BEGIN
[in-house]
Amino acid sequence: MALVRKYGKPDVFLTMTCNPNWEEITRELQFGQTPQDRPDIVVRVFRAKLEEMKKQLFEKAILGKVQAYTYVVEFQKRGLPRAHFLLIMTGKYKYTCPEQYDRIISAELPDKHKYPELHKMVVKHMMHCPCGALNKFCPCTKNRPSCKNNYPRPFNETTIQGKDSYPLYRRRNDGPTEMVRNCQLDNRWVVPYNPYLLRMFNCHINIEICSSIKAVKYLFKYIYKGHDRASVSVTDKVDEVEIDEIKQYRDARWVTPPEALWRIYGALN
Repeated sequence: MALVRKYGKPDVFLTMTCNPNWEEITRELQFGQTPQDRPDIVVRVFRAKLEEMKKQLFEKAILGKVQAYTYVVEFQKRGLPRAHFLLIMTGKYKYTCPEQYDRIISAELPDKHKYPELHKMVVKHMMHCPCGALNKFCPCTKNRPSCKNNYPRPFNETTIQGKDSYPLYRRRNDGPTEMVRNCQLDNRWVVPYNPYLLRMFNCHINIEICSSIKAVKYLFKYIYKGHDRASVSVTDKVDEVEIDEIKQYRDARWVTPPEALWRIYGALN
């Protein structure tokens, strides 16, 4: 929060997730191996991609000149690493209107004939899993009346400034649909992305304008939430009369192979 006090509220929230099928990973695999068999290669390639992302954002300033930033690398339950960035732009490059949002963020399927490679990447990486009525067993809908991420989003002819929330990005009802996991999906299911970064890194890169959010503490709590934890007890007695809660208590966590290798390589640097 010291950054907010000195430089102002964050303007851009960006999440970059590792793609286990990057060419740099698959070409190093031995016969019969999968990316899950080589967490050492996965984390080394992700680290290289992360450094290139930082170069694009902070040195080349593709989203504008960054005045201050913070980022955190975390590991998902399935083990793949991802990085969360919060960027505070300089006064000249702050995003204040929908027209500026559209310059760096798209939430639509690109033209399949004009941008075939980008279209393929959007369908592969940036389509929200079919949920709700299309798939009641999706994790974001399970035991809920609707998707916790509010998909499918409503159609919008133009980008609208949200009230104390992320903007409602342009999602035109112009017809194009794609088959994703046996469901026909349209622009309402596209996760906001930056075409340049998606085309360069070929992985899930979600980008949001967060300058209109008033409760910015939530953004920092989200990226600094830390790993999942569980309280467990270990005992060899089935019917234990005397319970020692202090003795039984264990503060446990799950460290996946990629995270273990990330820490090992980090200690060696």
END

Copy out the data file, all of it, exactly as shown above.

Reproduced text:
[in-house]
Amino acid sequence: MALVRKYGKPDVFLTMTCNPNWEEITRELQFGQTPQDRPDIVVRVFRAKLEEMKKQLFEKAILGKVQAYTYVVEFQKRGLPRAHFLLIMTGKYKYTCPEQYDRIISAELPDKHKYPELHKMVVKHMMHCPCGALNKFCPCTKNRPSCKNNYPRPFNETTIQGKDSYPLYRRRNDGPTEMVRNCQLDNRWVVPYNPYLLRMFNCHINIEICSSIKAVKYLFKYIYKGHDRASVSVTDKVDEVEIDEIKQYRDARWVTPPEALWRIYGALN
Repeated sequence: MALVRKYGKPDVFLTMTCNPNWEEITRELQFGQTPQDRPDIVVRVFRAKLEEMKKQLFEKAILGKVQAYTYVVEFQKRGLPRAHFLLIMTGKYKYTCPEQYDRIISAELPDKHKYPELHKMVVKHMMHCPCGALNKFCPCTKNRPSCKNNYPRPFNETTIQGKDSYPLYRRRNDGPTEMVRNCQLDNRWVVPYNPYLLRMFNCHINIEICSSIKAVKYLFKYIYKGHDRASVSVTDKVDEVEIDEIKQYRDARWVTPPEALWRIYGALN
């Protein structure tokens, strides 16, 4: 929060997730191996991609000149690493209107004939899993009346400034649909992305304008939430009369192979 006090509220929230099928990973695999068999290669390639992302954002300033930033690398339950960035732009490059949002963020399927490679990447990486009525067993809908991420989003002819929330990005009802996991999906299911970064890194890169959010503490709590934890007890007695809660208590966590290798390589640097 010291950054907010000195430089102002964050303007851009960006999440970059590792793609286990990057060419740099698959070409190093031995016969019969999968990316899950080589967490050492996965984390080394992700680290290289992360450094290139930082170069694009902070040195080349593709989203504008960054005045201050913070980022955190975390590991998902399935083990793949991802990085969360919060960027505070300089006064000249702050995003204040929908027209500026559209310059760096798209939430639509690109033209399949004009941008075939980008279209393929959007369908592969940036389509929200079919949920709700299309798939009641999706994790974001399970035991809920609707998707916790509010998909499918409503159609919008133009980008609208949200009230104390992320903007409602342009999602035109112009017809194009794609088959994703046996469901026909349209622009309402596209996760906001930056075409340049998606085309360069070929992985899930979600980008949001967060300058209109008033409760910015939530953004920092989200990226600094830390790993999942569980309280467990270990005992060899089935019917234990005397319970020692202090003795039984264990503060446990799950460290996946990629995270273990990330820490090992980090200690060696």